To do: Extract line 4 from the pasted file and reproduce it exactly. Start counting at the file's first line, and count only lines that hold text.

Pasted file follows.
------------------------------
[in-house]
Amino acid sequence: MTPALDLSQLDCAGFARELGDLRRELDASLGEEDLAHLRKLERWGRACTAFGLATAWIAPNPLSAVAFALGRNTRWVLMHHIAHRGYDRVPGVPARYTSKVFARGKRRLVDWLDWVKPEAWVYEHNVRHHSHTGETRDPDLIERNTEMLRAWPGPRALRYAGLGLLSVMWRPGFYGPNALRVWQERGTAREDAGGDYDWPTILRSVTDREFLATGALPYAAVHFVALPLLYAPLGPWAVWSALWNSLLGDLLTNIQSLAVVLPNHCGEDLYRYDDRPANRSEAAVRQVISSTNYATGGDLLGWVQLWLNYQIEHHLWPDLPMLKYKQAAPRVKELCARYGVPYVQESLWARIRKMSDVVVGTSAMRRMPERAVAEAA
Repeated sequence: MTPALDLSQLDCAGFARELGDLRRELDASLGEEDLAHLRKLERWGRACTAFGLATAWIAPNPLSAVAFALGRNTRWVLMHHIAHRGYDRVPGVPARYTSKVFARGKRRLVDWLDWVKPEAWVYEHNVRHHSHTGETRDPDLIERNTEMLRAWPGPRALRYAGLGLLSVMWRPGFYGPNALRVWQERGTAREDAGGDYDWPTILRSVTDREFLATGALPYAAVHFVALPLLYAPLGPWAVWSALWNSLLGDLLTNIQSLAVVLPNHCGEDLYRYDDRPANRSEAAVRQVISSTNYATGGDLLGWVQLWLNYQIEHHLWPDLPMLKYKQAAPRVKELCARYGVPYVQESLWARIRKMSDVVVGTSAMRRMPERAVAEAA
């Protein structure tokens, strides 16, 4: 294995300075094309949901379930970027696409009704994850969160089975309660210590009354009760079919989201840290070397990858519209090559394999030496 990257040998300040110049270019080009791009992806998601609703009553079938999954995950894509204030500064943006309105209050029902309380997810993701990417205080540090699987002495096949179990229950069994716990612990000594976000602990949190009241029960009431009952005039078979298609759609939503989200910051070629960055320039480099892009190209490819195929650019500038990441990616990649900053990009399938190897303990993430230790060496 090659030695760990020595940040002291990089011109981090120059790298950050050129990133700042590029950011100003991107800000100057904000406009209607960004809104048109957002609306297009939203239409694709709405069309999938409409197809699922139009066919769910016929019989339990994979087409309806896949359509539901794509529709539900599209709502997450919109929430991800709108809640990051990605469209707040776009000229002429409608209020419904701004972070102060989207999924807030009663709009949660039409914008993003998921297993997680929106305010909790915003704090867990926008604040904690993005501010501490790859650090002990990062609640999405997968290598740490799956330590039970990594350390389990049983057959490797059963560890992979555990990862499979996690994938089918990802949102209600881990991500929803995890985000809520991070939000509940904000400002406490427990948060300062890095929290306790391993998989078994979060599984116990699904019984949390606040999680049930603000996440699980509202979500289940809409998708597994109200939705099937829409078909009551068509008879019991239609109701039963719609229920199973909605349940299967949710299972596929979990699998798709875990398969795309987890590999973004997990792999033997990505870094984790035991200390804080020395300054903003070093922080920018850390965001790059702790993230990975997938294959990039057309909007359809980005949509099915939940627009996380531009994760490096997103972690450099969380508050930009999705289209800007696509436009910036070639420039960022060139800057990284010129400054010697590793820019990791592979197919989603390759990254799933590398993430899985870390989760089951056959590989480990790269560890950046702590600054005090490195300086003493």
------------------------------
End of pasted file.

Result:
């Protein structure tokens, strides 16, 4: 294995300075094309949901379930970027696409009704994850969160089975309660210590009354009760079919989201840290070397990858519209090559394999030496 990257040998300040110049270019080009791009992806998601609703009553079938999954995950894509204030500064943006309105209050029902309380997810993701990417205080540090699987002495096949179990229950069994716990612990000594976000602990949190009241029960009431009952005039078979298609759609939503989200910051070629960055320039480099892009190209490819195929650019500038990441990616990649900053990009399938190897303990993430230790060496 090659030695760990020595940040002291990089011109981090120059790298950050050129990133700042590029950011100003991107800000100057904000406009209607960004809104048109957002609306297009939203239409694709709405069309999938409409197809699922139009066919769910016929019989339990994979087409309806896949359509539901794509529709539900599209709502997450919109929430991800709108809640990051990605469209707040776009000229002429409608209020419904701004972070102060989207999924807030009663709009949660039409914008993003998921297993997680929106305010909790915003704090867990926008604040904690993005501010501490790859650090002990990062609640999405997968290598740490799956330590039970990594350390389990049983057959490797059963560890992979555990990862499979996690994938089918990802949102209600881990991500929803995890985000809520991070939000509940904000400002406490427990948060300062890095929290306790391993998989078994979060599984116990699904019984949390606040999680049930603000996440699980509202979500289940809409998708597994109200939705099937829409078909009551068509008879019991239609109701039963719609229920199973909605349940299967949710299972596929979990699998798709875990398969795309987890590999973004997990792999033997990505870094984790035991200390804080020395300054903003070093922080920018850390965001790059702790993230990975997938294959990039057309909007359809980005949509099915939940627009996380531009994760490096997103972690450099969380508050930009999705289209800007696509436009910036070639420039960022060139800057990284010129400054010697590793820019990791592979197919989603390759990254799933590398993430899985870390989760089951056959590989480990790269560890950046702590600054005090490195300086003493």